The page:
For over a decade, outsourcing to India has provided Western companies with a means to cut service development and maintenance costs, deal effectively with the peaks and valleys of demand and focus their own efforts on more strategic work. Both India’s government and entrepreneurs were quick to take advantage of this growing trend, attracting multi-national after multi-national to outsource their business services. According to Nasscom, Indian ICT and business outsourcing services last year employed four million people and accounted for 7% of India’s gross domestic product.
However, the extent of outsourcing in India is likely to decline over the coming years. The cost advantage used to be at least a 1:6 return, but this has now dropped to less than 1:3. The demand for workers in the ICT services industry has now outstripped the supply of labor to such an extent that a worker shortage is being created, driving up wages and pushing western companies to outsource to Eastern Europe and elsewhere. Technology commentators have also pointed out that low value-added and easily automatable work should disappear over the course of the next decade. This has led some industry analysts to claim that India is facing an economic backlash, as western companies take their business elsewhere.
If India is to continue to thrive economically in the 21st century, it will need to diversify into developing its own products and services, rather than simply acting as a support for others. To this end, Indian companies will need to create a stable and advanced communications infrastructure to support their growing highly skilled workforce with experience spanning IT, finance and telecoms. Fortunately, this is a path India has already started down.
The Indian telecom market presents substantially different requirements to those in western Europe or North America. They are also extremely lucrative, with OSS Observer forecasting revenue growth in emerging markets at 11% from 2007-2012. Even so, the development of India’s communications infrastructure will be a long and difficult process. Indian telecom companies face the enormous logistical challenge of a rugged landscape covering over three million square kilometers and a huge, largely rural population. The key will be in accessing their large and often rural populations. Some 70% of India’s 1.1 billion people live in rural areas with tele-density of around 2%.
While the opportunity for customer growth is clear, the automation and intelligent management of manual activities to generate operational efficiency will be critically important when maintaining services for such a large volume of subscribers spread across a huge area. One Indian operator is currently supporting a 1:1750 staff to subscriber ratio.
Anyone who believes that Indian operators will only need to provide a basic level of customer service is also in for a rude awakening. It is a common misconception is that subscribers in emerging markets do not expect a high-quality customer service experience. In reality, any providers who do not scrupulously maintain and improve their SLA face extinction. Subscribers in emerging markets are technology literate and competition from other operators is relentless. Indeed, competition is a major reason why India has some of the lowest mobile rates in the world, at just 2 cents per minute. This need to defend market share and capture new subscribers is also driving innovation in service offerings. In addition to coping with rapid subscriber growth, operators in India must reduce the time-to-market for new products, since demands for 12-15 new products and features per year are not unheard of.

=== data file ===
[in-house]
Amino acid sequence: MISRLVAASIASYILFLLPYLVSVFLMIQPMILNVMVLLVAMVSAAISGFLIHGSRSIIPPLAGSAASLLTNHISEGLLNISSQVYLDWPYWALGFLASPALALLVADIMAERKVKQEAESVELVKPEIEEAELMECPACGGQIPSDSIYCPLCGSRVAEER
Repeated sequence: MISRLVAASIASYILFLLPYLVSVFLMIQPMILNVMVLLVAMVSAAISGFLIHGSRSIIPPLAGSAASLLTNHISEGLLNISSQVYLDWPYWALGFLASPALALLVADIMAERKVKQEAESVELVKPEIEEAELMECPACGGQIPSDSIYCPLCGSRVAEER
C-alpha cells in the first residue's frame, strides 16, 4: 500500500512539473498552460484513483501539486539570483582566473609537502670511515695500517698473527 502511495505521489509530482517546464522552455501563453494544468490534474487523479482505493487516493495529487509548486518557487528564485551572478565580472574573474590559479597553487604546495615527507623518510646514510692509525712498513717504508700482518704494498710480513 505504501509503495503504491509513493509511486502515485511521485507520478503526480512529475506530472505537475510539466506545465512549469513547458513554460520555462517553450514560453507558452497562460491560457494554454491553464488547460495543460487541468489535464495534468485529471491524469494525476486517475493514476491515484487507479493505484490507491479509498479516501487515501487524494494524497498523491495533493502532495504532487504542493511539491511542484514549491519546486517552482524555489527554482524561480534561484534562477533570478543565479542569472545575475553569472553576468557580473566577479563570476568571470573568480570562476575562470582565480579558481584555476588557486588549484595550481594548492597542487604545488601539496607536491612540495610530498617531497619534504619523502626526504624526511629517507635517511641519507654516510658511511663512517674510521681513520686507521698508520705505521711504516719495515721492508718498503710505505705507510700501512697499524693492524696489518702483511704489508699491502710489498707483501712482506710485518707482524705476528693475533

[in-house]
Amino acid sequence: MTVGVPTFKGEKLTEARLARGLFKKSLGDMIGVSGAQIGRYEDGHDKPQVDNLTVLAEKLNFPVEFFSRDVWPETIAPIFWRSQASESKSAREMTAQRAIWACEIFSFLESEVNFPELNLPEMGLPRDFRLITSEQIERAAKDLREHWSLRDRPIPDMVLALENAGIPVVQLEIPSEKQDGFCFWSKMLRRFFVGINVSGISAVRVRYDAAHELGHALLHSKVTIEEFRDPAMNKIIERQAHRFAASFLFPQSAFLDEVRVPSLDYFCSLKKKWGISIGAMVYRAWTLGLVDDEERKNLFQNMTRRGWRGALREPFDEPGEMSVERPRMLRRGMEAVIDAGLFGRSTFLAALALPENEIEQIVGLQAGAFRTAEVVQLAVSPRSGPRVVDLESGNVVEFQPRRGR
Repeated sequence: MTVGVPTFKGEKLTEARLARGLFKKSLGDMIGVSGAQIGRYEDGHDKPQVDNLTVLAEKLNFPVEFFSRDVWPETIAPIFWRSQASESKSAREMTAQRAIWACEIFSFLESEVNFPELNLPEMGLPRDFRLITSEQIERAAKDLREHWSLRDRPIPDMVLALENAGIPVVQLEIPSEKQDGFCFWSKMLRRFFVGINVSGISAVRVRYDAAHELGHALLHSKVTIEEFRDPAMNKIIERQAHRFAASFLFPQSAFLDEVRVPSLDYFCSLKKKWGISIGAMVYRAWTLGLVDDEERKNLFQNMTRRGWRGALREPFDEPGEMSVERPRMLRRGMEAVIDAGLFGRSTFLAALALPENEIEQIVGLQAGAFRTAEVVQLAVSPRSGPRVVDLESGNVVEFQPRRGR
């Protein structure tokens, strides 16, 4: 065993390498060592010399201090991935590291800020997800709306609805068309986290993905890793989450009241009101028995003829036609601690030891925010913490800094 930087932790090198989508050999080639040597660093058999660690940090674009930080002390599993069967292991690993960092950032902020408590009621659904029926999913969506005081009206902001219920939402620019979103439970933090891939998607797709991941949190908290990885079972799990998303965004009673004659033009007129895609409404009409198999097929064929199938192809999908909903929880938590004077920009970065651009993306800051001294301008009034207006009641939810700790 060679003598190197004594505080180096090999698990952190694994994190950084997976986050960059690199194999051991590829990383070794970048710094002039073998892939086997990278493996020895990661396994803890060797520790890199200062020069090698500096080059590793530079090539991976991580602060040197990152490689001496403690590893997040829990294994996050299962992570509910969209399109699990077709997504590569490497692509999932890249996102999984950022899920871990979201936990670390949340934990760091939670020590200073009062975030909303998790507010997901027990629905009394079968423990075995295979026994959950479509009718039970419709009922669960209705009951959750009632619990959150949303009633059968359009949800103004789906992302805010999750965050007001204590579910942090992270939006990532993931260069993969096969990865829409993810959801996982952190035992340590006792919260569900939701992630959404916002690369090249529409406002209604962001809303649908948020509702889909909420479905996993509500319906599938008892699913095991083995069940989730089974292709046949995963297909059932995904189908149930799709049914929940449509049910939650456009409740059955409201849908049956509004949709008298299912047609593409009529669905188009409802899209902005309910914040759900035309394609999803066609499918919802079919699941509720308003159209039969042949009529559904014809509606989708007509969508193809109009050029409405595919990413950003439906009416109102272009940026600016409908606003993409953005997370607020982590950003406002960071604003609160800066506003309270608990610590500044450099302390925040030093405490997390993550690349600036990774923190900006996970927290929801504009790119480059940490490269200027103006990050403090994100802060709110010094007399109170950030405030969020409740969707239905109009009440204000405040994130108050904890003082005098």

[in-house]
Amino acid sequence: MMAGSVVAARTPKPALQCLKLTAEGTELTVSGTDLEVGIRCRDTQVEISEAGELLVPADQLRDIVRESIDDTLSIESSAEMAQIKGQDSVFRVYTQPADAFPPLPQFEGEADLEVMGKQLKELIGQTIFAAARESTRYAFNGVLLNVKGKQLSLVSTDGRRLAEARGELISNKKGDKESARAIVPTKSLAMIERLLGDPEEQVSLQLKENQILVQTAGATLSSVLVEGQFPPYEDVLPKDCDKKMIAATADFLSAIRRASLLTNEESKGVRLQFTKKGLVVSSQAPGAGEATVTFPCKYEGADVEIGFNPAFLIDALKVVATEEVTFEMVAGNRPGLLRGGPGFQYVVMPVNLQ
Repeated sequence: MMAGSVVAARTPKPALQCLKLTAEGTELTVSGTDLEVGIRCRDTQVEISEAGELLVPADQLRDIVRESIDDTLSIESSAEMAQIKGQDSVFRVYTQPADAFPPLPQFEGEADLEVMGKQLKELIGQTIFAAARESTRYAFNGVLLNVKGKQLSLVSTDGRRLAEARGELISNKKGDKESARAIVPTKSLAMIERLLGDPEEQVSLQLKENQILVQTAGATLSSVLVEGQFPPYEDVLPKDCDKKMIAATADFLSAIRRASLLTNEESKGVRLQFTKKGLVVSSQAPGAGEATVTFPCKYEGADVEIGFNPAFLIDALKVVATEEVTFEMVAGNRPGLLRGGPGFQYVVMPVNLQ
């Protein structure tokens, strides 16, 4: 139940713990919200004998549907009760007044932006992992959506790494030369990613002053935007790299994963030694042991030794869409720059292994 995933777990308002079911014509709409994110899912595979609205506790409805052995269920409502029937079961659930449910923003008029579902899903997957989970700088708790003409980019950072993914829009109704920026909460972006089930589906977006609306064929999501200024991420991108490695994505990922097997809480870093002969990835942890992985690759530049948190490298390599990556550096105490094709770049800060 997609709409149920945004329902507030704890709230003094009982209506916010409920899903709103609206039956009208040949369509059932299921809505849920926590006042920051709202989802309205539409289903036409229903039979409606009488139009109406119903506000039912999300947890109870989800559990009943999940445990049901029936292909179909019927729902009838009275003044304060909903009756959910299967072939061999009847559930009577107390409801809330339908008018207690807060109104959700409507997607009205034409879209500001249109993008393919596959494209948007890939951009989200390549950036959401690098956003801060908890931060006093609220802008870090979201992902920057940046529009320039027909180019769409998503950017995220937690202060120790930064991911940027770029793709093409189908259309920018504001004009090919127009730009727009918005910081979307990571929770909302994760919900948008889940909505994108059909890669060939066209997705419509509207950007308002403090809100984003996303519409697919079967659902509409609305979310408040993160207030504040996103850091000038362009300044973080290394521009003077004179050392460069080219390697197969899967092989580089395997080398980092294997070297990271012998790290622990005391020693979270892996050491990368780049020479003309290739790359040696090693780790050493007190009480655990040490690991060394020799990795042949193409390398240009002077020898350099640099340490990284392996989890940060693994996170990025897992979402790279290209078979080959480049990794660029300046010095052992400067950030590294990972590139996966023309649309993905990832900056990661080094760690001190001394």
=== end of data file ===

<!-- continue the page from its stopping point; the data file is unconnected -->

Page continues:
To tackle these problems, Indian operators have once again shown their ability to innovate by opting a single unified OSS. Modern OSS has been shaped by developed markets, culminating in a “best of breed” approach potentially unsuited to emerging markets.
“Best of breed” approaches to OSS cost more money due to the need for integration and data synchronisation, as well as latencies. In contrast, a unified OSS allows for the simplification and consolidation of end-to-end services – improving and stretching the supply chain wherever possible, from equipment supplier to end customer. This presents operators in emerging markets with sophisticated OSS without the associated long lead times and high costs. This has meant that some Indian operators that are seeing increases of millions customers per month are rapidly expanding their offerings and rolling out next-gen services.
It is also important that OSS providers in emerging markets empower their clients to take control of their OSS and work with them in partnership. Often, Indian operator’s cost constraints are such that they can only maintain their OSS in the long-term by doing it themselves, supported by the product vendor as needed. The OSS vendor must put in place knowledge transfer strategies that will gradually introduce the operator’s IT staff to the system. Achieving complete transfer of responsibility within a few years is realistic and proven, where supported by the product vendor.
As their telecom infrastructure becomes more advanced, India will be empowered to source new services and products, not just outsource the operations of others. It will not be long before India’s resource of highly trained workers is matched by a 21st century communications network.
With ARPU’s falling worldwide, operators are now desperately adding value to their services and, increasingly, medium or high ARPU countries may feel the bite of revenue reductions on their operations and question whether their network is providing them with the necessary tools to exploit economies of scale. The Indian approach to these problems can teach us valuable lessons about the challenges that developed markets have not yet had to contend with, but may soon find themselves facing.
Tony Kalcina is Clarity International’s chief product officer